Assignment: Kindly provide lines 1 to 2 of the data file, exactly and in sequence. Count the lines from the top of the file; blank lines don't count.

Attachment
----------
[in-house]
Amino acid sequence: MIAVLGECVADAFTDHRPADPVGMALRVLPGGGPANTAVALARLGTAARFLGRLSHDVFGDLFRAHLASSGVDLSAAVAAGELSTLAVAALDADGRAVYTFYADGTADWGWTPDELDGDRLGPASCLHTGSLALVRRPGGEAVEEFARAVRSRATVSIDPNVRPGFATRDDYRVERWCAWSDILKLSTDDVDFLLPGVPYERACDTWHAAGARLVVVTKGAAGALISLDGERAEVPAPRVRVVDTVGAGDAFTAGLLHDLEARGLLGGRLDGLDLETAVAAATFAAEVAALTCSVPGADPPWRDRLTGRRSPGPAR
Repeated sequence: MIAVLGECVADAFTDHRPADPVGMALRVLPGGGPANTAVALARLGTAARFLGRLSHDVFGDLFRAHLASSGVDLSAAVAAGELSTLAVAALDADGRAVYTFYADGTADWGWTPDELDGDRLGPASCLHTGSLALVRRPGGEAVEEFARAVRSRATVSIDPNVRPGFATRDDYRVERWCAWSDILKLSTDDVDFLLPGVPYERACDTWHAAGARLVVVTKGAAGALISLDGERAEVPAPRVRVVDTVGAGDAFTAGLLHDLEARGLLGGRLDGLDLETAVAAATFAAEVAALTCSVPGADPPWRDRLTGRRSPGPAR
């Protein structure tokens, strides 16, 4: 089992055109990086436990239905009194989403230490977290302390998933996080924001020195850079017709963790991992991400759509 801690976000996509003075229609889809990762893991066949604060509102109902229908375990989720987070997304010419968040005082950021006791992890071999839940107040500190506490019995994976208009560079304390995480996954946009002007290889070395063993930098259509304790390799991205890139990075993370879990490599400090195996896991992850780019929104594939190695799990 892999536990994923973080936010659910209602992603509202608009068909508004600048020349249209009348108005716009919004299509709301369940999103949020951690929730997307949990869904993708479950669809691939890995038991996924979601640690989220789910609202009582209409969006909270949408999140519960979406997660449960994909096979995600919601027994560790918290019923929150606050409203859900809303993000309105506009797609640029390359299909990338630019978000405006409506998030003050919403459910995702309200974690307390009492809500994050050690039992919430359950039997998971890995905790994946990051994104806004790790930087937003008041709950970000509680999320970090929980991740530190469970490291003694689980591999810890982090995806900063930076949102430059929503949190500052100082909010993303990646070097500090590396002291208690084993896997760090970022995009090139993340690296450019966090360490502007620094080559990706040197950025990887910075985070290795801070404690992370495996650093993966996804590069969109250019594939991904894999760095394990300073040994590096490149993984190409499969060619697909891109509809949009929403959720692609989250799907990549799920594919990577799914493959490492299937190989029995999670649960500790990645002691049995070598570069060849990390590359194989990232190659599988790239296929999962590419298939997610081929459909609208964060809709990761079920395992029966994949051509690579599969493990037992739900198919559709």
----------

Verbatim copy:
[in-house]
Amino acid sequence: MIAVLGECVADAFTDHRPADPVGMALRVLPGGGPANTAVALARLGTAARFLGRLSHDVFGDLFRAHLASSGVDLSAAVAAGELSTLAVAALDADGRAVYTFYADGTADWGWTPDELDGDRLGPASCLHTGSLALVRRPGGEAVEEFARAVRSRATVSIDPNVRPGFATRDDYRVERWCAWSDILKLSTDDVDFLLPGVPYERACDTWHAAGARLVVVTKGAAGALISLDGERAEVPAPRVRVVDTVGAGDAFTAGLLHDLEARGLLGGRLDGLDLETAVAAATFAAEVAALTCSVPGADPPWRDRLTGRRSPGPAR